Mr. Antolini is Holden's former teacher--"the best teacher I ever had"--at Elkton Hills. Bored and lonely, Holden decides to call him late one night, and Antolini graciously invites him to his home. Antolini and his wife had hosted a party earlier in the evening, and he appears to have been a bit drunk. The two reminisce, and Holden complains about teachers at Pencey. Antolini defends their actions, and writes a note for Holden to consider.
"The mark of the immature man is that he wants to die nobly for a cause, while the mark of the mature man is that he wants to live humbly for one."
It is a reflection to consider, but Antolini appears to have misdiagnosed Holden, who certainly has no beliefs in which he feels strongly enough to die for. After Antolini prepares his couch for Holden's bed, Holden goes to sleep; but he awakens to find Antolini rubbing his head in the dark. Holden--rightly or wrongly--interprets Antolini's affection as a homosexual overture, and the boy quickly exits the apartment in the dead of night.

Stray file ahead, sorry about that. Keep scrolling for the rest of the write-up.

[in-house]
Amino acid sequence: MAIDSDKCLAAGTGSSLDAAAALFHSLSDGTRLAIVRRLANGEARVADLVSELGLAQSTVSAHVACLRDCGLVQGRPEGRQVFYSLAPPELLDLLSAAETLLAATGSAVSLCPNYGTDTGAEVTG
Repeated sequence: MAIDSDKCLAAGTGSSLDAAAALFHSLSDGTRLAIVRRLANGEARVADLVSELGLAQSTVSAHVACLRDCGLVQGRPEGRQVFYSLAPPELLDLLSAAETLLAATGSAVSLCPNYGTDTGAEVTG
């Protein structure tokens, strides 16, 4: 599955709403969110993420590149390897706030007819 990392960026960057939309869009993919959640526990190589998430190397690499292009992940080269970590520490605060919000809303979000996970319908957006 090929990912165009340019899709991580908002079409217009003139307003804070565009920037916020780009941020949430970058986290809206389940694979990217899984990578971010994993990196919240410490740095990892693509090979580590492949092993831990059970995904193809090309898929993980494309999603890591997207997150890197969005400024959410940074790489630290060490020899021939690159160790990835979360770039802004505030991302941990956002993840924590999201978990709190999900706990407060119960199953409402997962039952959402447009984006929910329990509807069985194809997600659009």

When a handsome sixteen-year-old boy spends several days and nights wandering around Manhattan, he is bound to have encounters with homosexuals. Salinger undoubtedly felt that he had to have at least one such incident for the sake of verisimilitude, just as he must have felt that his novel needed to include at least one episode involving a prostitute. Mr. Antolini might be said to represent the homosexual aspect of New York City, just as the young prostitute called Sunny might be said to represent the aspect of commercial heterosexual vice. The readers of "The Catcher in the Rye" found these two episodes shockingly racy when the book came out in the late 1940s, but they seem pretty commonplace to contemporary readers.